Sunday, January 4, 2015

Sunday, January 4th: Genesis 10-12, Romans 4 ~ Tammy

Today's passage from the Bible In a Year Reading Plan is Genesis 10-12, Romans 4

This post is a bit longer than usual, but I looked back at several of the posts from last year when we studied Genesis in depth and loved a few of the points from there, so I'm recycling a few of them.

We see very quickly, our today's passage, that sin was in no way drowned in the flood.  The earth may have been renewed, but it was the same old humanity.  Sadly, the tower of Babel incident likely happened only 100 years after the flood - Noah's family would still have been alive.  People who lived on the ark and witnessed God's judgment were still around, giving first hand testimony to the consequences of rebellion against God, and still mankind chose to reject Him.

There are several things we can take away from this passage.

First - man's ideas can never thwart the purposes of God. The people didn't want to scatter across the earth, but God made it happen anyway. When we live our lives in resistance to God's plan, we will only encounter frustration and failure. God's plan will prevail no matter what - we get to choose if we are blessed as we go along with God's plan, or if we are frustrated as we vainly struggle against it.

Second - we should not strive for unity at any cost. Rather, we must strive for purity and obedience to the Word of God. Yes, we are called to be peacemakers, but peace must never be achieved at the cost of purity and holiness. True unity can only happen in Christ, but it's this exact unity that immediately causes a division between the redeemed and the unredeemed.

Third - all of humanity's communication problems stem from this incident, and this gap can only be bridged by Christ, and ultimately only when we begin eternity with Him.

Fourth - Superficial relationships and activities, even "good" ones, will never satisfy us. We need to remember not to be only considered with church building projects or programs, but to pursue right relationship with God and with each other.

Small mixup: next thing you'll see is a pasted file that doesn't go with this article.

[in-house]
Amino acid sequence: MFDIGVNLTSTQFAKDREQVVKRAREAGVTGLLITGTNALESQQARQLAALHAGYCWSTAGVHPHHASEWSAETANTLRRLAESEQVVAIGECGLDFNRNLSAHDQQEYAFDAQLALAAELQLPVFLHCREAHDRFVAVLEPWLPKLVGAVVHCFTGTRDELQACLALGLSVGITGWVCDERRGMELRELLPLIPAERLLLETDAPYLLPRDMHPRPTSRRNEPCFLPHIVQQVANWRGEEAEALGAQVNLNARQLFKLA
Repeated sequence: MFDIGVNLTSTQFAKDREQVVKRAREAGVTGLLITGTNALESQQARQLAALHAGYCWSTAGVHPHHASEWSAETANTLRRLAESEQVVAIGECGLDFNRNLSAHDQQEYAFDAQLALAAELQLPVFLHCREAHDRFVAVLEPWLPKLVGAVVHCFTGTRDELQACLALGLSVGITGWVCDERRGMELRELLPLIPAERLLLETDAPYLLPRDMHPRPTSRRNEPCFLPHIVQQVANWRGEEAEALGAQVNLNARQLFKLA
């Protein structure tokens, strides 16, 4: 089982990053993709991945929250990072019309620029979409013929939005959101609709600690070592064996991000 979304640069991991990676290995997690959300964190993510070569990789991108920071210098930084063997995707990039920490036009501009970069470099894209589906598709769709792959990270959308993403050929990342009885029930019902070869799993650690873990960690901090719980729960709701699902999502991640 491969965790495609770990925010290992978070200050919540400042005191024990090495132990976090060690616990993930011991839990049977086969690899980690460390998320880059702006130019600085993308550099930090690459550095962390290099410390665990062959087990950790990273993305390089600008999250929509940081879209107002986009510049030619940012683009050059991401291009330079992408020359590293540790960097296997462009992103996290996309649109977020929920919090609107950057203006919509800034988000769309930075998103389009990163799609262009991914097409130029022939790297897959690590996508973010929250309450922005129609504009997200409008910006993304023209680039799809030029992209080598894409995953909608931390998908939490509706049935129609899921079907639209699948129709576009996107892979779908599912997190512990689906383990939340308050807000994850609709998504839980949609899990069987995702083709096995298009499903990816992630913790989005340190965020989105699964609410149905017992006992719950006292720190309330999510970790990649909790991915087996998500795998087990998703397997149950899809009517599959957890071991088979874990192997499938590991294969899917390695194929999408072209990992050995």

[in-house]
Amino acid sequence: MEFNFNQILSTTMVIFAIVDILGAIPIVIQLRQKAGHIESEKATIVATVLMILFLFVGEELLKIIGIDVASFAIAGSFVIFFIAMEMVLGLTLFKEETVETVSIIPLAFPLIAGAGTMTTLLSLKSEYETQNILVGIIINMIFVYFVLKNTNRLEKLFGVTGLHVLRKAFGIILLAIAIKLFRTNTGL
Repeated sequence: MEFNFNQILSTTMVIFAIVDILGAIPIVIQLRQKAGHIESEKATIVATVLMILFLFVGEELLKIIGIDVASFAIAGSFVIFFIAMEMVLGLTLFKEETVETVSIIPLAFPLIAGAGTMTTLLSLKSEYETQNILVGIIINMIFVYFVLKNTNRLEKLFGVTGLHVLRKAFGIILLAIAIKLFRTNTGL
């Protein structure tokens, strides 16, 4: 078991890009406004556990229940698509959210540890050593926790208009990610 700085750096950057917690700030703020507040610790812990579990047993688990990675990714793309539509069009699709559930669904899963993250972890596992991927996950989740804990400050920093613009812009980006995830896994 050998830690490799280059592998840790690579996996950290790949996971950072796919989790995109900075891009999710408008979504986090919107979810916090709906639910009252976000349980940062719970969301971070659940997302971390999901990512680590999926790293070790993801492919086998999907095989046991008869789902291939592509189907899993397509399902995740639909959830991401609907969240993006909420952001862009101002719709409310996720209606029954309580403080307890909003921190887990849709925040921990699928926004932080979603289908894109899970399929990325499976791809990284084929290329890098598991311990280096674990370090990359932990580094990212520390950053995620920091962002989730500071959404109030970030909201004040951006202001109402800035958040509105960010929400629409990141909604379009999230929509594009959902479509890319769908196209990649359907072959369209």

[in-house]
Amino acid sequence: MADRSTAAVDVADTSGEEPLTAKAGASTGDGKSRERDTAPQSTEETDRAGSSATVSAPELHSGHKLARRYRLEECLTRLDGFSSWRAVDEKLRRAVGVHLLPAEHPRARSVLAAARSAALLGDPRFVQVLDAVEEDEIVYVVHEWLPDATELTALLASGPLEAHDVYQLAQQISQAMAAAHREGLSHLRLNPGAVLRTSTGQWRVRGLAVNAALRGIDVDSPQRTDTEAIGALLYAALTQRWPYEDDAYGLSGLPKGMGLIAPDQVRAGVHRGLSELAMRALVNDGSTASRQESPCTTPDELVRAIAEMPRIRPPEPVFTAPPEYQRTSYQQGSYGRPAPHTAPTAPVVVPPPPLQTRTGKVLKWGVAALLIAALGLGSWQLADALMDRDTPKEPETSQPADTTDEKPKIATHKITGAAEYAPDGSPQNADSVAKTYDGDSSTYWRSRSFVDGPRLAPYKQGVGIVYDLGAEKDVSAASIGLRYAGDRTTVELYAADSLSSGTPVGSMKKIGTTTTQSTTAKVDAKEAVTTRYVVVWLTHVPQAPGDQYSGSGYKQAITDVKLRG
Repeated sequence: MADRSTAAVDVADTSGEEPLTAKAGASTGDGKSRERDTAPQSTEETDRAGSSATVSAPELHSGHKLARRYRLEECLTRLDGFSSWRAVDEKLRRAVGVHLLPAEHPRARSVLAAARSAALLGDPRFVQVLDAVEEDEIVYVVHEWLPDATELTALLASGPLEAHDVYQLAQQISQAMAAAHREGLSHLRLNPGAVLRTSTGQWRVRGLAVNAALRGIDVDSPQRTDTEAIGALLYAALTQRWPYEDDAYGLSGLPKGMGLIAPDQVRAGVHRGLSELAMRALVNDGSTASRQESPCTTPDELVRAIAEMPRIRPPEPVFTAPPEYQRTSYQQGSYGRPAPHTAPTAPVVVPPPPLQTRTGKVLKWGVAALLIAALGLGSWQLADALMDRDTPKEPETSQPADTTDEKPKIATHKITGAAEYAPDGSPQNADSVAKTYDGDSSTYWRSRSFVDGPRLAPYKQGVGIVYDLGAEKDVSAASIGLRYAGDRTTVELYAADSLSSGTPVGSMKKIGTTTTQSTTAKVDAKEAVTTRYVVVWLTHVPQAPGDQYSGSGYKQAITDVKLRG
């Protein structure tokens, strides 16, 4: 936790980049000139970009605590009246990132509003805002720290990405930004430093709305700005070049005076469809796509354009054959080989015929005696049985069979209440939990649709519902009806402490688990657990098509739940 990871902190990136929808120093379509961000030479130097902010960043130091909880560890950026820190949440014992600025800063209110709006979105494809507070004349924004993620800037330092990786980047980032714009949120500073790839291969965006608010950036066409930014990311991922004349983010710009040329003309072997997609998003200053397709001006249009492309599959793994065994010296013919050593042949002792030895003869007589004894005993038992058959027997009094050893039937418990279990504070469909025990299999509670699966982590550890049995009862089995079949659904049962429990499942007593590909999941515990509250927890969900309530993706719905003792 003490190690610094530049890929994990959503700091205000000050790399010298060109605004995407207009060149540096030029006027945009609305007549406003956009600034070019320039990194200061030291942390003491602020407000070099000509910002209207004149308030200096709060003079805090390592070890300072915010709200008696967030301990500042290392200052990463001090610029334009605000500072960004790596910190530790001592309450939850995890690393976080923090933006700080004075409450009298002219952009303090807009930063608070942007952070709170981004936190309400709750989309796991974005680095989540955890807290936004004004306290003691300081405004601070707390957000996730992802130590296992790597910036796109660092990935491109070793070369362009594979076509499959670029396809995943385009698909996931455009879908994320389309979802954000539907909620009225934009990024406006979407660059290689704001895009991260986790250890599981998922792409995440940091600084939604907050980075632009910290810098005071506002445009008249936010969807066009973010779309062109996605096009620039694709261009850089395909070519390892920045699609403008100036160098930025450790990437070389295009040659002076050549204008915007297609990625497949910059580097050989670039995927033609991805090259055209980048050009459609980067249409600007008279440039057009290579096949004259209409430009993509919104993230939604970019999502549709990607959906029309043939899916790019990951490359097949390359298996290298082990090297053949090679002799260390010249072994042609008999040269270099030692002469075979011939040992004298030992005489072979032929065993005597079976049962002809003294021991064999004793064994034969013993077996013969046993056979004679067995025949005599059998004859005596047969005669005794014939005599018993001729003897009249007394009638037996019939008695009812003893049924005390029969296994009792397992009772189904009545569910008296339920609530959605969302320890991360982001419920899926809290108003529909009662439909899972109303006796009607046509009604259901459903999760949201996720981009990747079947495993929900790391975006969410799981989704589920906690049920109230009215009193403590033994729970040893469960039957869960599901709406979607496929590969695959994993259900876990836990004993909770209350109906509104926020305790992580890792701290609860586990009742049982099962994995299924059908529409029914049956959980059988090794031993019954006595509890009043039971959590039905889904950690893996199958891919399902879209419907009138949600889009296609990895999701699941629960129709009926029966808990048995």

Fifth - We must only place our faith in the Word of God, not on anything man-made. Only work which is done for the Lord and in His strength brings lasting satisfaction.

Sixth - Much of what we do is a testament to our insecurity, of thinking that God's will is dependant on our faithfulness instead of His, or that our salvation is based on our works, that we are fearful of the unknown to come after this life, of trying to secure God's blessing by serving or doing more.

In our introduction to Abraham we see that, though God calls him and though he is known as the patriarch of the faith, he was a flawed man in need of grace just like us.

When God called him to leave his land, his family, and his father's house, and go to a land God would show him - he didn't obey right away. In fact, it seems to be Terah's decision to move from Ur to Haran (Genesis 11:31), and it took until Terah's death for Abam to leave Haran (Genesis 11:32).

Abram believed God would give him land, a seed, and a blessing - but he didn't trust God for the means to get there. He thought he had to help God out a little along the way. This is never the case! God always provides the means - but it doesn't mean it will be an easy path.

Our faith fails when we believe our God to be too small. Abram didn't believe that God was greater than Pharaoh, or greater than the famine. The way to increase our faith is to increase in our knowledge of God and deepen our relationship with Him. Abram didn't have a Bible to help him with this, but we do. We need to use it!

God never puts us in a situation where we must sin. Abram though lying was his only option. He likely hadn't considered Pharaoh wanting Sarai for himself. He likely thought one of the other Egyptians would be interested in this eligible maiden and he could delay any engagements until the famine was over and they could leave, all while keeping Sarai under his roof and protection. It likely seemed like a small white lie and surely ok under the circumstances. But we serve a God who is able to deliver His people no matter what the circumstances without resorting to sin.

There are no short cuts to godliness. Abram went to Egypt in order to bypass the test of famine, not realizing that God's tests are designed to develop and increase our faith, not destroy it. Abram sidestepped the famine and got Pharaoh instead, and then God led him right back to where he got off the path. We can't sidestep God's plan for our lives. We may be able to delay them, but always at a cost to ourselves or those we love. God's purposes are never thwarted by man.

Sin has short term rewards but long term pain. Abram gained wealth from his time in Egypt but everything he gained in Egypt came at a cost. It was because of his great wealth that Abraham and Lot eventually had to separate, encouraging Lot to desire the riches of Sodom. Among the servants he received from the Egyptians was Hagar, and we all know how well that situation turned out.